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McKenny v Foster, Court of Appeal, 6 March 2008

14 March 2008
The issues

Animals Act 1971 – escaped cow colliding with vehicle driven by Claimant.

The facts

On the 27th April 2002 a Vauxhall Vectra driven by Helen McKenny collided with a cow which had escaped and strayed onto the road. At the time of the collision the cow was standing still. The passenger, Derek Shaw, was killed. Ms McKenny was injured. Ms McKenny and the estate of Derek Shaw brought a claim against the Defendant farmer whose cow it was. At the time of the accident it was dark. The Claimant was driving within the speed limit. The Claimants argued that the cow’s escape resulted from the negligence of the Defendants. They also contended that the Defendants were strictly liable under Section 2 of the Animals Act 1971. The Judge found against the Claimants on both grounds. The Claimants appealed in respect of the finding under the Animals Act 1971.

The cow had been separated from her calf and kept in an enclosed field. She had been weaned from her calf. It was common ground that when weaned a cow might demonstrate a maternal instinct and wish to rejoin her calf. She might display agitation. The calf on this occasion was near enough to be heard if calling out and to be smelt. Neither this cross-breed of cow nor this cow in particular had been known to experience an abnormal reaction on weaning before. The cow had never escaped before. On this occasion she had walked to the boundaries of the field and there may have been some calling between mother and calf. The cow settled down and showed no signs of distress of agitation. The field that she was kept in was one that could not be criticised for its mixture of hedges, fencing or the height. There was evidence that the cow had escaped from the field by jumping or clambering over a six barred livestock gate. There was nothing about the gate’s construction or dimensions that could be criticised. Nothing similar had ever happened before at the Defendant’s farm, either to this cow or any other cow of a similar breed or to any other cow at all, or indeed to any other animal. The evidence was also that not only had she done this but she had jumped over a twelve foot cattle grid, despite the fact that no expert called had known or heard of a cow crossing a cattle grid before. She had either tip-toed across the centre of the grid or jumped its entire length. The reason for this quite abnormal behaviour in the view of the experts lay in the cow’s maternal instinct at being separated from her calf.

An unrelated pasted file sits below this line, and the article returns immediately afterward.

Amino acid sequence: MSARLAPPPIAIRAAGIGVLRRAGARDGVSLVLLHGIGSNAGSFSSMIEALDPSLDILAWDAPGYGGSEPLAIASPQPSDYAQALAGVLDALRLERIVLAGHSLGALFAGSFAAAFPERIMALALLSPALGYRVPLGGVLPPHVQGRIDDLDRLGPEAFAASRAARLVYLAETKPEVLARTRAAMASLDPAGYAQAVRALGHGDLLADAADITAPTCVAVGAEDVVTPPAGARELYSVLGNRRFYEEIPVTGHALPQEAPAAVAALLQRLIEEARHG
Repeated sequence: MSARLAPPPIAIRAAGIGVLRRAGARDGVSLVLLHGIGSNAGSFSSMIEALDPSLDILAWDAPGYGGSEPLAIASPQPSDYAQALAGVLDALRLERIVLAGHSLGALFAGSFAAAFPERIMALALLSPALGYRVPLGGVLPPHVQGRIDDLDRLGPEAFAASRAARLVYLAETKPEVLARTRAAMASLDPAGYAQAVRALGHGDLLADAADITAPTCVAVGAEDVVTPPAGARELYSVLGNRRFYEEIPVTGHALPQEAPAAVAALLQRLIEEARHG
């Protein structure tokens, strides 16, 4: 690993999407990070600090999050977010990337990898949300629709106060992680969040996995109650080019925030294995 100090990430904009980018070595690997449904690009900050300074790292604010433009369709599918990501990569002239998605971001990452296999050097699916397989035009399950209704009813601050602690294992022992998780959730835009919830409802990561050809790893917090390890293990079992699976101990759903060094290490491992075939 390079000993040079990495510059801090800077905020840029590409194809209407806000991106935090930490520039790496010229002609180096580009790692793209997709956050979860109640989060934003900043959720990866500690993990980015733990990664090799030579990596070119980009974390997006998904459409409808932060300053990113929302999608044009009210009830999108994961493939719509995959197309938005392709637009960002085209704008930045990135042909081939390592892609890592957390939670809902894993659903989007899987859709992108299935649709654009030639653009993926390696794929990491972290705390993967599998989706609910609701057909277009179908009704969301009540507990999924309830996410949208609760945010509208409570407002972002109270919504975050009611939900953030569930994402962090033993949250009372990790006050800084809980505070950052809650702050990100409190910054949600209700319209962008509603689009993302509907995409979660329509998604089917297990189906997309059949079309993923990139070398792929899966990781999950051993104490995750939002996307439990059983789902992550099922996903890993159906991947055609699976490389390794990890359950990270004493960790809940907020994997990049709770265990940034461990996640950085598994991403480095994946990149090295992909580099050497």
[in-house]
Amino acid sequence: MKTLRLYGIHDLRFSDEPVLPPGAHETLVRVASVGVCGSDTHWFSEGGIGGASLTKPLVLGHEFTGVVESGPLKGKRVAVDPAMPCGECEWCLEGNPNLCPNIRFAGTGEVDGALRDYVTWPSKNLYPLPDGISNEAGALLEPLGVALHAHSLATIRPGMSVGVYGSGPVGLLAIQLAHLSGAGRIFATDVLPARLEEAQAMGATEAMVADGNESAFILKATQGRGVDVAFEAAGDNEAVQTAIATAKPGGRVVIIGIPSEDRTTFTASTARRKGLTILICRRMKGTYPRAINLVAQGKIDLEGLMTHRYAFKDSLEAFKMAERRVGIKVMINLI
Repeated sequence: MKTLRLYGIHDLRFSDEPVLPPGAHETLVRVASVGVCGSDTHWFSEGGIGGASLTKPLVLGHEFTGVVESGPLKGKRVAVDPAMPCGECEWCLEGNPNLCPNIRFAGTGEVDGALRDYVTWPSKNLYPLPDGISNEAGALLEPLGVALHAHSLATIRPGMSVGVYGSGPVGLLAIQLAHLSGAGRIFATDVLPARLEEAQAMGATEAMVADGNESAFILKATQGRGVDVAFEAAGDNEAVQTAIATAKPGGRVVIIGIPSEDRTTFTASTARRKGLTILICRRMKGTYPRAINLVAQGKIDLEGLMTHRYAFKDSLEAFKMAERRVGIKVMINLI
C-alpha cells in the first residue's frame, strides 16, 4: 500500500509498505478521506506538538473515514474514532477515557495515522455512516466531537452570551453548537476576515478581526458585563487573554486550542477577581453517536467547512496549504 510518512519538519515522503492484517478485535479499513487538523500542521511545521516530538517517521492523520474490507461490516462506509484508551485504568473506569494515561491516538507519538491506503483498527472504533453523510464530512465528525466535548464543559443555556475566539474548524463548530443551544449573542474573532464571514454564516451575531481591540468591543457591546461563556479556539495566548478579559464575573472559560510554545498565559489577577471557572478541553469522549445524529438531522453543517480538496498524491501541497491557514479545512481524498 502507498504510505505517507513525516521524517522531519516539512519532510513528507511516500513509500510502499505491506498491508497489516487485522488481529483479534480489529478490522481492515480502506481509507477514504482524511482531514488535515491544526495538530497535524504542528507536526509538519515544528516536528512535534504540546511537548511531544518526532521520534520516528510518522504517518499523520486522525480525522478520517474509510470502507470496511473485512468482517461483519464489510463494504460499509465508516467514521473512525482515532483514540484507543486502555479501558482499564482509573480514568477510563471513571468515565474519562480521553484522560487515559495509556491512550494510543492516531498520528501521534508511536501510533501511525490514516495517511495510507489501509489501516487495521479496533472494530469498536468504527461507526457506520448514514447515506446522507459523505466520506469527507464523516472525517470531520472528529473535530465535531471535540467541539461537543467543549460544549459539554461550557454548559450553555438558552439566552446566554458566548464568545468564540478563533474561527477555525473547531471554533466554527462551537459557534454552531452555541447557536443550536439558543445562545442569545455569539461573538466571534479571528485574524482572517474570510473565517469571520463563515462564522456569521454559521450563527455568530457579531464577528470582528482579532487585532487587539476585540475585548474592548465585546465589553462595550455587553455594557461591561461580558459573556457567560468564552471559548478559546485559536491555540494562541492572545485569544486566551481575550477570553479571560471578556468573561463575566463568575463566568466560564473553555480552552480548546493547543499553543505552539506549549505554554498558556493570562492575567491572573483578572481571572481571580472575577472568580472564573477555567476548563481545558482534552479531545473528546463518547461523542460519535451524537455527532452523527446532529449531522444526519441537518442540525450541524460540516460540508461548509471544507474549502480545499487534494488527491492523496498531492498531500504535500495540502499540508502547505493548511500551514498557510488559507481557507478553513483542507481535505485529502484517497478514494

The decision

The Claimant’s case was that the Defendant was strictly liable under Section 2(2) of the Animals Act 1971, ie:

Where damage is caused by an animal which does not belong to a dangerous species, a keeper of the animal is liable for the damage… if a) the damage is of a kind which the animal, unless restrained, was likely to cause or which if caused by the animal was likely to be severe; and b) the likelihood of the damage or of its being severe was due to characteristics of the animal which are not normally found in animals of the same species and are not normally so found except at particular times or in particular circumstances; and c) those characteristics were known to that keeper”.

The Judge had rejected the Claimant’s case. The leading case was Mirvahedy v Henley, a decision of the House of Lords. Mirvahedy was a difficult case. Four of the five members of the House of Lords found difficulty in construing Section 2(2)(b) and in particular at second limb “characteristics of the animal… not normally so found except at particular times or in particular circumstances”.

The manifestation of the cow’s maternal instinct, on which the Claimant relied, was normally found in cows. The case could not therefore be within the first limb of Section 2(2)(b). To succeed therefore the Claimant had to show that the causative characteristic was a characteristic only found at particular times or in particular circumstances and show that it was known to the Defendants. There was no difficulty in showing the particular time or circumstances, that is, when the cow was just weaned from her calf. There was a difficulty on the facts of the case with showing that the relative causative characteristic was known to the Defendants.

The claim failed because the behavioural characteristic relied on by the Claimants – agitation resulting from the cow’s normal maternal instinct on being separated from her calf – was neither dangerous nor causative; whereas the dangerous and causative behaviour – exceptional and exaggerated agitation resulting from her maternal instinct so that she was in the state of an excited, wild animal – was not normal and was not known to the Defendants. The latter was not a characteristic of the cow other than possibly, in the very limited sense, that on the Judge’s finding this behaviour, for some reason, occurred. It was not characteristic of the cow or its breed at all. This analysis and application of Section 2(2)(b) to the facts of the case accorded with the analysis and application by the majority of the House of Lords in Mirvahedy. Horses were known, and were known to the Defendants in Mirvahedy, occasionally to panic and bolt, charging through or over fences, gates, hedges or other obstacles which would normally contain them. Neither this cow nor its breed generally were known to exhibit their maternal instinct with such excited and exaggerated anxiety as was inferred for whatever abnormal reason in this case.

Appeal dismissed.

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